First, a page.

Sheffield volunteer facing Zimbabwe deportation praises ‘heartwarming’ support at rally

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UNITED Kingdom: A Sheffield volunteer fighting deportation to Zimbabwe thanked supporters for their ‘heartwarming’ backing, as he addressed protesters today.

More than 75,000 people have signed a petition calling for Victor Mujakachi, who has lived in Sheffield for 16 years and won awards for his voluntary work here, to be freed since he was detained. 

The 57-year-old was released last Friday but still faces the threat of being forcibly removed to his birth country, where he fears his political views mean his life would be at risk.

Cries of ‘Victor belongs in Sheffield’ rang out as he took the microphone outside the Home Office’s Vulcan House building beside the River Don, where demonstrators had gathered this morning.

“I didn’t expect to be here today as I was only given four days to stay in the UK when I was detained last Monday,” said the former banker, who has two sons and a grandson in the UK, and a wife back in Zimbabwe.

“I expected to be in Zimbabwe facing the music, facing the brutality, facing the inhuman treatment all of you have seen on social media and in the international media.”

He told how he had been ‘thrust into the limelight’ but said ‘this isn’t about me’, adding ‘I would like the attention to shift to the rest of the Zimbabweans facing a similar future’.

He also spoke of his shock at the huge response to the petition, saying: “It’s really heartwarming. I never expected to get so much support from the Sheffield community and internationally.”

Mujakachi is one of an estimated 2,500 Zimbabwe asylum seekers in the UK facing deportation, including at least three others in South Yorkshire.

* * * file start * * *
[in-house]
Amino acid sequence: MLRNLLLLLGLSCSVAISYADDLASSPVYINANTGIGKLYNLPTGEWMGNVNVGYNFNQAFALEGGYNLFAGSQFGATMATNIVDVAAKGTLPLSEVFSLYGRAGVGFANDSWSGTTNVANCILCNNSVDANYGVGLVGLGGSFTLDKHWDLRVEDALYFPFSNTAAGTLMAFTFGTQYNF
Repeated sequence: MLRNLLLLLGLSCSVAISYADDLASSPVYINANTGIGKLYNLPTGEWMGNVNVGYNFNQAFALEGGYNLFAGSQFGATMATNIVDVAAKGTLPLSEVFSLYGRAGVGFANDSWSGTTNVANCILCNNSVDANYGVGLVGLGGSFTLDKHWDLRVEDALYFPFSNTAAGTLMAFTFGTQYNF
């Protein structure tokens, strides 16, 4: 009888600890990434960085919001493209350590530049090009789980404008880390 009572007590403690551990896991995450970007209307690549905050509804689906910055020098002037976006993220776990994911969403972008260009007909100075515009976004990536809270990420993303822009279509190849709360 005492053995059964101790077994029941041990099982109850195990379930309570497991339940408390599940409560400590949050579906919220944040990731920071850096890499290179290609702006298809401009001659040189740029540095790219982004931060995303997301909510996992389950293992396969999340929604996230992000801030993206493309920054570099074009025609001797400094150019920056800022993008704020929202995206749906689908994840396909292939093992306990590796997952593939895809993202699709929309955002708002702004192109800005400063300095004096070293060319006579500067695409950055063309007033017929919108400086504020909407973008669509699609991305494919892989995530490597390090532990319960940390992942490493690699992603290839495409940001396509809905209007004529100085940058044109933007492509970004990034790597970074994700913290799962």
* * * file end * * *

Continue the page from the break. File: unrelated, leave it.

Among them is Marian Machekanyanga, who has also been in Sheffield for 16 years and fears for her life should she be forced to return, having exposed government corruption in Zimbabwe.

The former civil servant was ordered to report to Vulcan House this morning, prompting fears she would be detained, but she emerged within minutes to cheers from protesters after being told to return in a fortnight.

“I was so frightened going in this morning, because I know if I’m sent back I will be tortured. I will disappear and no one will know what’s happened to me,” said the 54-year-old, who has a husband and two children in Zimbabwe she has not seen in years.

“I feel humbled by the support. I feel like I’ve got mothers, sisters, brothers and uncles here, who have shown Sheffield really is the City of Sanctuary.”

Speakers told protesters the UK government was seeking to deport asylum seekers to Zimbabwe after striking a financial deal with the new regime there.

Jeni Vine, national secretary of the City of Sanctuary charity, called on the UK government to lift the threat of deportation, saying it was ‘not safe’ for them to return to a country where dissenters were being ‘persecuted and killed’. The Home Office has said:

“The UK has a proud history of granting asylum to those who need our protection.

“Where a decision has been made that a person does not require international protection removal is only enforced when we and the courts conclude that it is safe to do so, with a safe route of return.”